Of course, if we can have a leader-follower, why not a follower-leader?
The idea intrinsic to the model "A Vision for Leadership and Collaboration" is that in a healthy process of leading and following the leader and follower roles alternate or are exchanged, and I continue to believe that's a good paradigm. However, if we identify two, momentarily distinct roles, leader-follower and follower-leader, more powerful descriptive possibilities arise. The implications are:
- As has always been the case in this model, when someone is leading in a healthy fashion, they will inevitably also find themselves following - an involving and participatory action that permits further development of the leadership role and contribution.
- With the addition of a follower-leader role, not only does the one who is momentarily leading explicitly contain the potential to follow, but the person who is momentarily following, explicitly contains the potential to lead! (Remember how each part of the yin-yang symbol contains a dot having the same color as its counterpart?)
This perspective arose while I was reading, "Pedagogy of the Oppressed" by Paulo Freire, 1996, Continuum Publishing (a translation from Spanish, and originally published in 1970). The author offers an alternative to the banking model of education in which teacher and student roles are permanently, hierarchically separated and the teaching process oppressive, the leader investing in delivering his/her information which the student "learns" by valuing and acceptance. Freire's proposal is that we consider teacher-student and student-teacher in a dialogical relationship of mutual learning and liberation!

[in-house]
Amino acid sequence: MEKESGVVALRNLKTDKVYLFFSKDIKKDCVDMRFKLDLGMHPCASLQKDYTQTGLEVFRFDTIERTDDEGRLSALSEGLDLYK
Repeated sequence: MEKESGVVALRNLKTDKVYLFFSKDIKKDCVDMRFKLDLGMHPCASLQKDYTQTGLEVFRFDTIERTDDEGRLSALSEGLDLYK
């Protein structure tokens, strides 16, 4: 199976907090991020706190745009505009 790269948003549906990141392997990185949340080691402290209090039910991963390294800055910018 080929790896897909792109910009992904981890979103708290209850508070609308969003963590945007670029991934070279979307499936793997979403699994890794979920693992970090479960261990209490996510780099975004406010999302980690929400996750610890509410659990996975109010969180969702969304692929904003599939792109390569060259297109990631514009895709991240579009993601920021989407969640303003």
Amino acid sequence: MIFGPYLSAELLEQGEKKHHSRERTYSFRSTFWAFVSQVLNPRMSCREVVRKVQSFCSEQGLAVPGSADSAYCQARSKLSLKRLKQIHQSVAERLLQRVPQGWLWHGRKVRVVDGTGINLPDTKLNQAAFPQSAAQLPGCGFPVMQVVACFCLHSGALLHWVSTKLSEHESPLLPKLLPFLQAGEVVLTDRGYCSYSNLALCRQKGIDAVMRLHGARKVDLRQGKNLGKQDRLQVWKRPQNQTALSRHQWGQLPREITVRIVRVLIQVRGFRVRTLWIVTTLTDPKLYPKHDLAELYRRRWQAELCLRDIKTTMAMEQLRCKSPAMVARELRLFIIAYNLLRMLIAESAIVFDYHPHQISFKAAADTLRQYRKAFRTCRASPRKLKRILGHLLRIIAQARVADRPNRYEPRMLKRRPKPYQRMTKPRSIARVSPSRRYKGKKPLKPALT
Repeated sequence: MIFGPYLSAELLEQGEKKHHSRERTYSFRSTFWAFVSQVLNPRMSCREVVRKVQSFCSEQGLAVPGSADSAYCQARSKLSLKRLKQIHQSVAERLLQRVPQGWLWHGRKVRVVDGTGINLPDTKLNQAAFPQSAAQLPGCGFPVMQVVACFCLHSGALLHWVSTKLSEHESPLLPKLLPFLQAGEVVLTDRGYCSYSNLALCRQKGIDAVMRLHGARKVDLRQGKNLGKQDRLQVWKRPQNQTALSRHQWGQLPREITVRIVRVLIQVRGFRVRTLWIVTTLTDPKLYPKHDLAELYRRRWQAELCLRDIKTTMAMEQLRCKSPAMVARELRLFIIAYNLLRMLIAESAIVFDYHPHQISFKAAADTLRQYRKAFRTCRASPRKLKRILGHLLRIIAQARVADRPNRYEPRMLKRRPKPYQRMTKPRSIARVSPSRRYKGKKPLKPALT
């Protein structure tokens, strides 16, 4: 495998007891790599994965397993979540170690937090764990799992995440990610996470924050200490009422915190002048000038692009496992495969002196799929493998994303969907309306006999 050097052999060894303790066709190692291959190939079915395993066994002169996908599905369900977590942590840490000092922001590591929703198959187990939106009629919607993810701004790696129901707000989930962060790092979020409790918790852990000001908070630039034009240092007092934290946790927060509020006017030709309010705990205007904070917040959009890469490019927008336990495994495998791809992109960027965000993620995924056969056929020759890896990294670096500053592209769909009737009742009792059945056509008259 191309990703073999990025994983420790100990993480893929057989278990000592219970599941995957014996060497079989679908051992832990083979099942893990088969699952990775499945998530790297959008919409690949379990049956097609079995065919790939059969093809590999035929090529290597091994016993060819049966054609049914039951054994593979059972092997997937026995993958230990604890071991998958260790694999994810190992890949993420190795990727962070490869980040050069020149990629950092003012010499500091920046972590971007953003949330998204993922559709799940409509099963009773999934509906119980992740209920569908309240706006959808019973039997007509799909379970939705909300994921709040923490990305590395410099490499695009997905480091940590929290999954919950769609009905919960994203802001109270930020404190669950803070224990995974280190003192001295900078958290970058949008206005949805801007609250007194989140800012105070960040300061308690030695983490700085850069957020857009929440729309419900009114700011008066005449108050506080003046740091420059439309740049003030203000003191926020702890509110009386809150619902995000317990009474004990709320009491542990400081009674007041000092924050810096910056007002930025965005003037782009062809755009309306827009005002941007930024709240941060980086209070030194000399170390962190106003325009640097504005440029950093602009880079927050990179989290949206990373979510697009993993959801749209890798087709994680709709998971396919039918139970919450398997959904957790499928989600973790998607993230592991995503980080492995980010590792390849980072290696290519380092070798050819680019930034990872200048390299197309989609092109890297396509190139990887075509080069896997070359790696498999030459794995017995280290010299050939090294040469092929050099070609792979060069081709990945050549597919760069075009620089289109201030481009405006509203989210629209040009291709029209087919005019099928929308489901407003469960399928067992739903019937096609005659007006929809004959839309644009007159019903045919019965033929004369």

If mutual learning is the product of the the teacher-student/student-teacher dialog, the question that must be answered to complete the analogy is, "What is the product of the leader-follower/follower-leader dialog?" The best answer that presently comes to mind is "creativity." The paradigm shift provided by the model now becomes very clear. It is from the mechanistic, mutually oppressive roles of leading and following, transformed by dialog into the co-creative and liberating roles of leader-follower and follower-leader.